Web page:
Scale in design is so important. Get some tips for how to make sure you aren’t making one of the biggest decorating mistakes!
I remember watching Alice in Wonderland as a kid and feeling a little claustrophobic on the scenes where the objects were either much bigger than Alice or so small that she became a giant. Whether or not I realized it at the time, that is a great lesson in SCALE.
Scale in design is an important aspect to consider… so I thought we could dive into it a little today!
Don’t let the word “scale” scare you. It just refers to visual size—how things look next to each other and how they fit in a room.
Rooms need a variety of different sizes: large, medium, and small. If everything is the same size, nothing will stand out. So it’s important to vary the scale within a room to create interest and drama.
Variation in scale throughout a room is important. However, drastic differences in scale can look awkward. For instance, a large lamp on a small table or one small piece of artwork above a large sofa makes the room feel unbalanced.
Make sure pieces of furniture are scaled for their function. For instance, a sofa provides seating for several people, therefore the coffee table should be large enough to be reached by everyone sitting on it.
Proportion and scale go hand-in-hand, so consider proportion when adding architectural elements, such as board and batten, to a room. Furniture weighs down the bottom half of a room, so carrying the wainscoting two-thirds up the wall lifts the eye.
Pieces of furniture don’t have to be an exact match…and I would strongly suggest that they not match perfectly. The trick to using different pieces and creating some type of symmetry in the room is scale. As long as the pieces are similar in size, the mixing should work.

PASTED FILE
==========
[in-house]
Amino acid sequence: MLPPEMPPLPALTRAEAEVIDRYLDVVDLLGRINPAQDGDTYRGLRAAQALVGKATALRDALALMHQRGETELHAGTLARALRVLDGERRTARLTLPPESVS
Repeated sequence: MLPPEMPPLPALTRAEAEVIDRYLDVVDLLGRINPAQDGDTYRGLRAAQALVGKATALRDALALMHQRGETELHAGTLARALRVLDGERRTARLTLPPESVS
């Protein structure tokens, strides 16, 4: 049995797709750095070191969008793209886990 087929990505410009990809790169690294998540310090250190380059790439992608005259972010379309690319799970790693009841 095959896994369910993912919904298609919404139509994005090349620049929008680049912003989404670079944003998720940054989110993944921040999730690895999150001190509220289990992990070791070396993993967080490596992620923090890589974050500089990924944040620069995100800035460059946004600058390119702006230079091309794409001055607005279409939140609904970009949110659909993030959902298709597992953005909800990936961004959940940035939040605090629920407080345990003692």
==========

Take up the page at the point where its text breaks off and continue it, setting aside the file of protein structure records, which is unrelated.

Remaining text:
I have found it best to start with the largest piece of furniture in a room, then add pieces that fit. A table and lamp may be proportionate to each other, but when placed next to a bed or sofa, they may still look too large or too small.
- Use low-profile furniture in a room with low ceilings and group furniture with visual balance.
- In a room with high ceilings, go taller with shelving or even a hutch.
- For a dining room, allow enough room for chairs to push back by placing the dining table at least 36 inches from a wall.
- In smaller dining rooms and living areas, choose a chair style that does not impede visual flow, such as an open- or low-back design.
- For a large dining room, upholstered chairs with high backs will fill the room comfortably.
- For a conversation setting, pair two chairs at a height that is similar to the height of other seating areas in the room.
- If the back of a sofa will face outward toward the entrance of a room, select a sofa back that has a low profile rather than a tall back that will block the view of the room.
Think of the room as having a horizon line and make sure the furniture falls within that line of sight, rather than randomly varying heights that do not relate to each other.
The scale/sizes of an art grouping can vary as long as the variety has a purpose. Different size photos and frames create a unified arrangement as long as they have similarities. Examples would be, all black-and-white photography, the same colored frames, or repeated color mattes.
Use scale to balance the room. High ceilings and tall windows require at least one other tall object in the room to achieve balance, preferably across from each other. Things like tall shelves or artwork can be great to achieve this effect.
You can also use height to expand the feel of a small space. For instance, in a small bedroom, curtains hung at ceiling height, and a tall headboard that stretches up the wall uses scale vertically to grow the feel of the room’s size.
The biggest thing to remember about scale is that you want everything in the room to feel cohesive and not like a scene from Alice and Wonderland!
If you’d like more tips for designing a room, check out: How to Budget for a Room Makeover.